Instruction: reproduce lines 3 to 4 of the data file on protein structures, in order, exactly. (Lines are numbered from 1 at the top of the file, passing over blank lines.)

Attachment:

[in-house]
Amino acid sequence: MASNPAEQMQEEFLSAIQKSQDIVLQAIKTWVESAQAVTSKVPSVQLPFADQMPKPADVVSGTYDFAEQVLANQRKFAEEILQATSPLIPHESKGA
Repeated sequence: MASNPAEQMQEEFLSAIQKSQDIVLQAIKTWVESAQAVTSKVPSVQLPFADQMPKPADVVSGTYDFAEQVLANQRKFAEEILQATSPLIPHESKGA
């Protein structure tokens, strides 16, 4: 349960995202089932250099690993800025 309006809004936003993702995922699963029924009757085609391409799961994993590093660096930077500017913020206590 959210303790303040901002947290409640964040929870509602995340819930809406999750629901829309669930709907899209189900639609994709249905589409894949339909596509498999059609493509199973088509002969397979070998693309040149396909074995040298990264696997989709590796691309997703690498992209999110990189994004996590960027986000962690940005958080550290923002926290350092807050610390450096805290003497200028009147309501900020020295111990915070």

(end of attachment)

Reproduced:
Repeated sequence: MASNPAEQMQEEFLSAIQKSQDIVLQAIKTWVESAQAVTSKVPSVQLPFADQMPKPADVVSGTYDFAEQVLANQRKFAEEILQATSPLIPHESKGA
């Protein structure tokens, strides 16, 4: 349960995202089932250099690993800025 309006809004936003993702995922699963029924009757085609391409799961994993590093660096930077500017913020206590 959210303790303040901002947290409640964040929870509602995340819930809406999750629901829309669930709907899209189900639609994709249905589409894949339909596509498999059609493509199973088509002969397979070998693309040149396909074995040298990264696997989709590796691309997703690498992209999110990189994004996590960027986000962690940005958080550290923002926290350092807050610390450096805290003497200028009147309501900020020295111990915070």